3G Spectrum

Spectrum means a range of radio frequencies. The bandwidth of a radio signal is the difference between the upper and the lower frequencies of the signal. Third generation or 3G is a term, which is used to refer to the next generation of mobile communication, soon to be launched in India. 3G technology allows network operators to offer its subscribers a variety of advanced services. Taking into account, India’s booming mobile market with its extensive network coverage, mobile broadband will undoubtedly be the best thing to happen. The amount of bandwidth needed for 3G services could be as much as 15-20MHz (megahertz).This is as much as 500 times the 2G spectrum. In the past few months, everyone has been curious as to why governments all over the world are raising such a huge hue and cry over 3G spectrum. The answer is 3G spectrum will be the ultimate technology anyone can dream of. It will enable one to simultaneously transfer a telephone call as well as non – voice data such as downloading information, sending e-mails and flash messages. In easier words, one can flash one’s mobile to check out one’s favourite soaps on television, view the video of the baby shower you threw last week, challenge your pal (none other than your mobile) to any online games or just spend some time listening to your favourite singer. Do not worry as you can still attend to a call from your boss while you are in office!

But hey, all this is nothing! What we hear from the telecom sector is too good to be true! Our mobiles on 3G spectrum will work even while we are asleep, setting our schedule for the day! It will be the ultimate destination for entertainment, providing companionship in those hours of loneliness.

3G spectrum was first introduced in Japan for commercial purposes. The breakthrough of 3G in Japan was largely due to video telephony from 3G networks. The biggest attraction of 3G services was downloading music. With this, one can surely appreciate why radio spectrum has become such a costly and scarce resource. It being in short supply, telecom operators are vying for 3G spectrum rights from governments all over the world and the governments, on the other hand, are minting a huge revenue on realizing that they own a priceless resource.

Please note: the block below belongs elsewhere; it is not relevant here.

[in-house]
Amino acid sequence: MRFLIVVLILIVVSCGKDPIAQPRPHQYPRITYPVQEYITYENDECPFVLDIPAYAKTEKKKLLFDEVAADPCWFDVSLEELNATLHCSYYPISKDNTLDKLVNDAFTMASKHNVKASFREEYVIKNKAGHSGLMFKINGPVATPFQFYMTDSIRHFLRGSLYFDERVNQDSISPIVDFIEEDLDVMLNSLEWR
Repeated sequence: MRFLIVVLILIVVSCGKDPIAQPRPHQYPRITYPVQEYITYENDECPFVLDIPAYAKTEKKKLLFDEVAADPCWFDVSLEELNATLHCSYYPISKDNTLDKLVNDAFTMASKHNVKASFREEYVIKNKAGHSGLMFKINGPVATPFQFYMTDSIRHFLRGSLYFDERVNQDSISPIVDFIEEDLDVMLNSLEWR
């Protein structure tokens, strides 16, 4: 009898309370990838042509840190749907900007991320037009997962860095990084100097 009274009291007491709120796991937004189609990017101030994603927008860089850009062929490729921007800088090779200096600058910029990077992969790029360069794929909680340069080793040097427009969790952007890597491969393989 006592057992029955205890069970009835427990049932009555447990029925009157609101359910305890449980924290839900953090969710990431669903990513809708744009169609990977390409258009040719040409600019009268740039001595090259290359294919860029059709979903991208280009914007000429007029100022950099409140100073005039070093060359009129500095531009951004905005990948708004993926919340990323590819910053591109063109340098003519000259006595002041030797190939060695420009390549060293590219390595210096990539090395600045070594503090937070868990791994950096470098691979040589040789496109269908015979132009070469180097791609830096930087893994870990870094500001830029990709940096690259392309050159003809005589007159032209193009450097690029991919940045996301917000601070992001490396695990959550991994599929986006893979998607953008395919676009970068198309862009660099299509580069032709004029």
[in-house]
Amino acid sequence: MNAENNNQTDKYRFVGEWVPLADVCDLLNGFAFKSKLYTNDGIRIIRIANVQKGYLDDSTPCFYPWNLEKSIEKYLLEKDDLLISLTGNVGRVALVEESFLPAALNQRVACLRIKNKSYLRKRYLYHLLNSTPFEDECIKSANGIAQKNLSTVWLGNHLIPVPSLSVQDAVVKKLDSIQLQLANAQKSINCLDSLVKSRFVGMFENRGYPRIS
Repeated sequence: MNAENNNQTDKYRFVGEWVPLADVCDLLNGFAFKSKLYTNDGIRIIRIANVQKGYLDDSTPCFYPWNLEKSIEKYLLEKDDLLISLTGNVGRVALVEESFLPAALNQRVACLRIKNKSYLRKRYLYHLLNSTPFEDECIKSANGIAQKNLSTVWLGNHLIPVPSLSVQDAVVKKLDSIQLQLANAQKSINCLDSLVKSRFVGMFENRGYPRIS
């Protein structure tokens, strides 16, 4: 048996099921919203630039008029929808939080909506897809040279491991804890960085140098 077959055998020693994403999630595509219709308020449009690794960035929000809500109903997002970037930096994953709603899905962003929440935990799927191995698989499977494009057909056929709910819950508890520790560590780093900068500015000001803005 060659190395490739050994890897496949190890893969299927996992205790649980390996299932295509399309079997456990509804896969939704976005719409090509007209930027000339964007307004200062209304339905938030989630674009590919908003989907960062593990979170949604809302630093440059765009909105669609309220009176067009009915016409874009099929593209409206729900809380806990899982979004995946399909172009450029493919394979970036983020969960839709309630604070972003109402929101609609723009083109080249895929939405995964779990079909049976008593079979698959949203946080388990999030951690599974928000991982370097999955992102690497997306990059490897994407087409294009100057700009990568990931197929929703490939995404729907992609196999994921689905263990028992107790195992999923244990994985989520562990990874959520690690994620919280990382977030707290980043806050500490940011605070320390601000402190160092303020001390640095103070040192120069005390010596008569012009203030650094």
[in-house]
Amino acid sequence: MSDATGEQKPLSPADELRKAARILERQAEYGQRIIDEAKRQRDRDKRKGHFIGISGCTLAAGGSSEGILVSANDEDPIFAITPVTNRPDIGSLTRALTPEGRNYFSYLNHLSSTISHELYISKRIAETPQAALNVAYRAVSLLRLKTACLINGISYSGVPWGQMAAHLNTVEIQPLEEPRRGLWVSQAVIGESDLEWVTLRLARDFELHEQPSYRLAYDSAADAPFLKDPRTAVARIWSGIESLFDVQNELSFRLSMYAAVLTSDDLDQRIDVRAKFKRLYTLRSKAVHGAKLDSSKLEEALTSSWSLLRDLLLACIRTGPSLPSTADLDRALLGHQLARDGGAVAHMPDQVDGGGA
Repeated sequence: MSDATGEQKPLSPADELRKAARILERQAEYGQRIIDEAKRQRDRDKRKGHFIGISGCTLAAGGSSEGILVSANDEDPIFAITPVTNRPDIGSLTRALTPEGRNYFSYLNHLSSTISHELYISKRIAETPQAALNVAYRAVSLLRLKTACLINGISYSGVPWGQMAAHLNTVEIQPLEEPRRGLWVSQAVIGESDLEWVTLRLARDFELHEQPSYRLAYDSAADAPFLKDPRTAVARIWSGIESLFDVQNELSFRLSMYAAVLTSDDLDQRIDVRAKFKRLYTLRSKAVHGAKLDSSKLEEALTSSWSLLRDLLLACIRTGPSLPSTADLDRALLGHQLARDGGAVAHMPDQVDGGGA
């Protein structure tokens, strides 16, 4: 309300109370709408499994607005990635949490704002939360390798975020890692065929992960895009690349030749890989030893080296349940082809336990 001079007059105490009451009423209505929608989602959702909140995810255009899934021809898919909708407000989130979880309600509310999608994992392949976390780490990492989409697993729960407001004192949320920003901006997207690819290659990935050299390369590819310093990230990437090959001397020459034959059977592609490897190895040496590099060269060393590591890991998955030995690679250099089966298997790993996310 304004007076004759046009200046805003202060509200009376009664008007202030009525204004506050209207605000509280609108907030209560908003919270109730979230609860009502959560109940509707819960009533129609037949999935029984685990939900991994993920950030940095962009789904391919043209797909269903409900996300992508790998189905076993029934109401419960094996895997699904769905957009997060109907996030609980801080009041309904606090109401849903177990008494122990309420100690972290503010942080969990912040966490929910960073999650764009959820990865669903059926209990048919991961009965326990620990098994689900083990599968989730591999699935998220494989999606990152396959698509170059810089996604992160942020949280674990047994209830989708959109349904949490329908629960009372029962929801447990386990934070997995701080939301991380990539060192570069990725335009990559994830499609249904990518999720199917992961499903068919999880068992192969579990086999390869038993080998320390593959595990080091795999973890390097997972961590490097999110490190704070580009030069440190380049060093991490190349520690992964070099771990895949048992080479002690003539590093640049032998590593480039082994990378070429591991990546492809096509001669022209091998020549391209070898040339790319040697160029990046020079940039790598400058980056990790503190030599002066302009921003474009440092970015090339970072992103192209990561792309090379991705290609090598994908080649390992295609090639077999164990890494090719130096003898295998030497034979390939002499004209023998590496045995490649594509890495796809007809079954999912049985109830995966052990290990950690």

While 2 G stands for second generation wireless telephone technology, 1 G are analog cellphone standards and 3G technology is used to enhance mobile phone standards. Currently, Japanese company NTT DoCoMo and Samsung are testing 4 G communication.3G services will be a dream come true for many. It will allow e-banking, governance, telemedicine, stock transactions and video broadcast. India falls behind many Asian countries in introducing 3G services.3G services are now operational in 42 countries all over the world. Analysts exclaim that by 2010, the 2 dominant 3G technologies, CDMA 2000 and Wideband CDMA will cater to 1.2 billion subscribers (41% of the global subscriber base).India, on the other hand, should see its light by 2008.

According to Sanjiv Mittal, CEO, Bharti Telesoft (the software wing of Bharti Enterprises),”paying a premium” for services will not hinder the customers – “Typically mail and chat are hugely popular and these services will be enhanced in terms of video mail or video chat. If past subscribers are anything to go by, we see a willingness among customers to pay a premium price”

In the present scenario, the telecom industry in India is in a massive rat race to woo the consumers and increase the subscriber base.3G spectrum will be provided to GSM players like BSNL, MTNL, Bharti Airtel, and Vodafone Essar to carry out operations on a non – commercial basis. But, after all these “too good to be true features”, it is worth noting that there are a number of issues related to 3G that are bothering governments. High prices for 3G services; possibility of electromagnetic waves causing health hazards and rigidity of 2G users to switch to 3G services are some of the propositions requiring formulation.

But, for the time being, we can sit back, relax and enjoy the comfort bestowed upon us by this new technology.

Madhavi Khatre

[Image source:http://www.flickr.com/photos/russmorris/324908547/]